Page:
By Amit Baruah
You can’t miss it. A white, boat-shaped temple marks the gateway to North Lakhimpur town, on the north bank of the Brahmaputra river. As our Bolero, which has nearly completed its 360-odd km Guwahati-NL run, chugs along, one can spy first a Maruti showroom and then a Hyundai one. We have hit town.
It has been 34 years since I set foot in North Lakhimpur, my father’s hometown in Assam. My last trip, at age 14, with my parents, was in 1979. We had taken the Tinsukia Mail to New Bongaigaon (where the broad gauge line ended at the time) and then the Murkongselek-bound Arunachal Express to land in NL. I still remember the delightful omelette we would have for breakfast at the New Bongaigaon station as we waited for the Arunachal Express.
This time, an Indigo flight from Delhi takes me to Guwahati (North Lakhimpur is not connected by air from anywhere), which destination I reach by 8 am. Amiyo, who is to drive the Bolero, is waiting for me. We leave for NL straightaway, stopping only to pick up Samudra Gupta Kashyap, a long-standing Guwahati-based correspondent, who is to be my co-passenger.
The road isn’t bad, but it’s like a work in progress. My gaze seldom veers from on the countryside, a sight for my sore, Delhi eyes. Three hours down the line, seeing Amiyo wobbling a bit, we stop for tea. It’s around 11 am, the dhaba is half-full. A stocky patka-sporting Sikh, going by the handle Bahadur Singh, is the dhaba sanchalak. I try my Punjabi on him, only to get an answer in Asomiya. Given that my basic Asomiya is rusty, I switch to Hindi. He tells me his dad was born in Assam.
Tea over, we set off again, only to make a couple of more pit stops, including one for a super rice-and-fish thali, but the journey otherwise is mostly about reaching NL by evening.
Peepal vs Peepal
I have been invited to inaugurate the new building of the North Lakhimpur Press Club the next morning. When they got in touch with me, the organisers weren’t quite sure about my Assamese. So they requested Samudra to contact me and convey their invitation. I accepted immediately. My late father would have been happy that his son had been invited to do the honours in the town he had left in the 1930s for college in Guwahati and Calcutta.
The ribbon-cutting over, yours truly is brave enough to speak a few words in Asomiya and then hastily switch to English. Later, I release three or four books, fumbling with their elaborate covers. I talk of the change I see in NL and the fact that 34 years after I made it by metre gauge rail, the broad gauge line is in an “advanced” stage of completion. Confronting the rise of the ‘other India’ in my journalism, my thoughts stray to the success of my father, U.L. Baruah, who in a 38-year career with All India Radio rose to become its director-general after having studied in a village school in North Lakhimpur all those years ago. Given that aspiration is alive and kicking, and Guwahati and Delhi the obvious goals, it’s a success story the audience can identify with. Samudra, who speaks after me, refers to the conversation he overheard between my wife and me on the phone en route to NL. He quotes me as telling her, “The peepal trees in Assam are so large and majestic. By contrast, the peepal in north India looks stunted.” The audience is amused by the reference.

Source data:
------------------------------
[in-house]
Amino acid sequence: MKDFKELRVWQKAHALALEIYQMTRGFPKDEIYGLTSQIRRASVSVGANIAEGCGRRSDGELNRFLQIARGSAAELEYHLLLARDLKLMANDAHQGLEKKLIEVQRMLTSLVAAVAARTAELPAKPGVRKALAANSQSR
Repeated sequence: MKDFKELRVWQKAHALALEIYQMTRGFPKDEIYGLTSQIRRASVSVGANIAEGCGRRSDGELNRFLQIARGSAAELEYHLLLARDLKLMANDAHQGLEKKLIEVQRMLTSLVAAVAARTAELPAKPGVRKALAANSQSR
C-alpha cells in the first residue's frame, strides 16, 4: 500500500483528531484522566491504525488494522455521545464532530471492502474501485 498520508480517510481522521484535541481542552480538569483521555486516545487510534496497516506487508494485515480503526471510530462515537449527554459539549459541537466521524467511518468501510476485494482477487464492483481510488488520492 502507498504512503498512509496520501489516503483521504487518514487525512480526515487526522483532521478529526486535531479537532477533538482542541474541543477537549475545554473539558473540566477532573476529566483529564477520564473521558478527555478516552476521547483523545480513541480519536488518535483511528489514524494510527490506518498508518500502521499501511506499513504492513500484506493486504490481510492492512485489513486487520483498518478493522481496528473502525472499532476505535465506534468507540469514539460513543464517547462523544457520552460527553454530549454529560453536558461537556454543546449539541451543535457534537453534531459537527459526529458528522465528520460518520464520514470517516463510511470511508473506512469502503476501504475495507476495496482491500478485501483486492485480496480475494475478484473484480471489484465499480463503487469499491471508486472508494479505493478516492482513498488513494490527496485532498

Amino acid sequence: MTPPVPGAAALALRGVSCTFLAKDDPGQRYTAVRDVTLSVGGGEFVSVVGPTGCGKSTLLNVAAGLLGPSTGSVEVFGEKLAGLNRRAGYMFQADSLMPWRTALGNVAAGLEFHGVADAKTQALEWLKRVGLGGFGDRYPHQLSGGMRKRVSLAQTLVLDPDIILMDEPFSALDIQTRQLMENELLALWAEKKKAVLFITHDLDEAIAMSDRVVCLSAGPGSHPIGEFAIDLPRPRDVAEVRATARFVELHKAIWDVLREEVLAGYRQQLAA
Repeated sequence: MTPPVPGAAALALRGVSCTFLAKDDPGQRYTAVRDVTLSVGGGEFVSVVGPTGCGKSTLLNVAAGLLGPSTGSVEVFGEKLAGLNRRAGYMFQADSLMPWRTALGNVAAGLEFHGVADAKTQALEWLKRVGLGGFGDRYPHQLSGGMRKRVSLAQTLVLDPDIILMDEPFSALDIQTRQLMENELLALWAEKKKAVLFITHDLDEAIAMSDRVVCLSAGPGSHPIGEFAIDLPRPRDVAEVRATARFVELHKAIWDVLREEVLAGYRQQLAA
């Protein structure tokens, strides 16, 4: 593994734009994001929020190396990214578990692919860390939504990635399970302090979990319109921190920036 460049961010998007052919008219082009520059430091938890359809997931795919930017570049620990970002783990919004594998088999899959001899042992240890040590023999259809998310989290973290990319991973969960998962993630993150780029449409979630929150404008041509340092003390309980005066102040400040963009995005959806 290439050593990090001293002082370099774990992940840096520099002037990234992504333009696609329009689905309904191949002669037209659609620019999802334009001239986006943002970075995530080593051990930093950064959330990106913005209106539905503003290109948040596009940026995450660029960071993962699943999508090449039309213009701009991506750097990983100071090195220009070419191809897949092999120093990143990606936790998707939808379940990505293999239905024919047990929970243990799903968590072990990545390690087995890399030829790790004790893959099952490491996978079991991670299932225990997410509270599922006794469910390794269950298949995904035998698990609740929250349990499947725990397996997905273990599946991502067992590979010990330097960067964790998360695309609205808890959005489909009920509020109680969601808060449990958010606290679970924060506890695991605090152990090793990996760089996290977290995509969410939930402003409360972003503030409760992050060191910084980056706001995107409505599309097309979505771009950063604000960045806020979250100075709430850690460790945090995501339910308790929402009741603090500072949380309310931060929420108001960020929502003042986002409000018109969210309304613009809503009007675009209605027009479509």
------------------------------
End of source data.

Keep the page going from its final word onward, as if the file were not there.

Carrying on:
Pocketed Cash Transfer
There are many cars on the roads. Gone are the cobwebs on the power lines from 1979. NL is a bustling town compared to the sleepy place I remember coming to as a teenager. Wondering where all the wealth is coming from, I ask it of people around me, including my niece and her lecturer husband. The general consensus seems to be that funds allotted under government schemes are leaking, with cash transfers going directly into people’s pockets, no bank accounts needed here. You get the drift of the argument. Also, the many teachers and the better payscales for them are adding to the wealth of society. Given that there are few jobs in other sectors, the sales of cars is still surprising.
Surprisingly, I hear few complaints about rapacious Delhi oppressing the people of Assam, something one heard regularly in the ’80s. The ULFA and the AGP-AASU are definitely yesterday’s story. Boys and girls from other parts of the country are coming to study at the IIT in Guwahati, but Assamese boys and girls are still making a beeline for Delhi, Pune and anywhere else that they think might give them a decent education. As a friend in Guwahati explains, “If Calcutta was the destination for your father’s generation, it’s Delhi today.” The links, one could argue, are becoming stronger.
At a Gohpur restaurant
Where we stop for fish and rice, there are two large photographs: one of a Hindu deity, the other of Bhupen Hazarika. Their placement? Bard Bhupen above the lord. His place in the pantheon is, clearly, assured.
Amit Baruah is an independent, Delhi-based journalist; Amit Baruah tweets at @abaruah64